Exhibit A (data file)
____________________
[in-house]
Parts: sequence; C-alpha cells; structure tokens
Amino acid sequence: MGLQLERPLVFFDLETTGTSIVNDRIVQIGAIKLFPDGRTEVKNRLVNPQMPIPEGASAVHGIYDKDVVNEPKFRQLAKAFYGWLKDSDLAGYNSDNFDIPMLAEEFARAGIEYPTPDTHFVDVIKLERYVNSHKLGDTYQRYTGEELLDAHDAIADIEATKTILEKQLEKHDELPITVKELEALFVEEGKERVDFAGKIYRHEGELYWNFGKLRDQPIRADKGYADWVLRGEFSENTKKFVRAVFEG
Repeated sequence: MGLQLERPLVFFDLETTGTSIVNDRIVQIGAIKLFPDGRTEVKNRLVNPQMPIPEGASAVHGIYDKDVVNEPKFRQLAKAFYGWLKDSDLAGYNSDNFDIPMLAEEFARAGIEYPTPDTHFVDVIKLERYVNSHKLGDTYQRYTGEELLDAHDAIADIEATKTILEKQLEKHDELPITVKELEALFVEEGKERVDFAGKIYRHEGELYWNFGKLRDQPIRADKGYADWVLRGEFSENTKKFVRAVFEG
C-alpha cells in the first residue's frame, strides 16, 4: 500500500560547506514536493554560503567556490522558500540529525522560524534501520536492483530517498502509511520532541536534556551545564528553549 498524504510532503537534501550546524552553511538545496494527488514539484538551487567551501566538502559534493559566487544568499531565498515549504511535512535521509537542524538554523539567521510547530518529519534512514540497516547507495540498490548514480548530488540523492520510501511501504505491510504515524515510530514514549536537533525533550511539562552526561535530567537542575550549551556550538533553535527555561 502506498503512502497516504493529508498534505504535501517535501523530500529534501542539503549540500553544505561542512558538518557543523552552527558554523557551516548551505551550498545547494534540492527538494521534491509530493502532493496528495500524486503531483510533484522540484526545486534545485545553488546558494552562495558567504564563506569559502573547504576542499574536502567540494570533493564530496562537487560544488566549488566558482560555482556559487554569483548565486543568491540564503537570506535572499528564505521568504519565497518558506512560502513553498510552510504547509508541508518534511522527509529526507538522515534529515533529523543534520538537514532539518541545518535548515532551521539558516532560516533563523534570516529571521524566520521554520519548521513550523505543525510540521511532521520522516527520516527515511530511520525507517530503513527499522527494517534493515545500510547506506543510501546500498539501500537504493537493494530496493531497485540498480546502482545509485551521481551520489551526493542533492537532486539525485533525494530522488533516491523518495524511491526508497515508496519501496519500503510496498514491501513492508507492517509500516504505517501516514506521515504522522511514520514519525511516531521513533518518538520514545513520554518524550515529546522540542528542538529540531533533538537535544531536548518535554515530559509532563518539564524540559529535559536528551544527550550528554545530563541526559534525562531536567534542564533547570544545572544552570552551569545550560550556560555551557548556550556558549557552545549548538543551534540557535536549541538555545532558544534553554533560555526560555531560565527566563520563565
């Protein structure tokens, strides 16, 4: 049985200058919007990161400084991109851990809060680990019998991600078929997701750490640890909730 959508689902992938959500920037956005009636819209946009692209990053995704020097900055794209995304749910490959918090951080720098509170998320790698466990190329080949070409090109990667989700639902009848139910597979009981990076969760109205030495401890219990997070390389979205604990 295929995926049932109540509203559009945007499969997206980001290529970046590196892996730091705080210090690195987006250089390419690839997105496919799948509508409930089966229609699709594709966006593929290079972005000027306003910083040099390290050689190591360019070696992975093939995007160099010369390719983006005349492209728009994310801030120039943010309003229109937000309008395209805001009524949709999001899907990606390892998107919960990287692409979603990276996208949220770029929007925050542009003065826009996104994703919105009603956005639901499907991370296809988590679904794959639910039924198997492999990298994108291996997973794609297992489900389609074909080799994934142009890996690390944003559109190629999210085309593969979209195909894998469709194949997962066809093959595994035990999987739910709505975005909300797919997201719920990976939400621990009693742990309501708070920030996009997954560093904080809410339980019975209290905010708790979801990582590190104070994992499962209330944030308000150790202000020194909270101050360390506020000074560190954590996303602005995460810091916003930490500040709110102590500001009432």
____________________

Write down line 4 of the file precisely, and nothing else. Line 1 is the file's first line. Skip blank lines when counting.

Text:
Repeated sequence: MGLQLERPLVFFDLETTGTSIVNDRIVQIGAIKLFPDGRTEVKNRLVNPQMPIPEGASAVHGIYDKDVVNEPKFRQLAKAFYGWLKDSDLAGYNSDNFDIPMLAEEFARAGIEYPTPDTHFVDVIKLERYVNSHKLGDTYQRYTGEELLDAHDAIADIEATKTILEKQLEKHDELPITVKELEALFVEEGKERVDFAGKIYRHEGELYWNFGKLRDQPIRADKGYADWVLRGEFSENTKKFVRAVFEG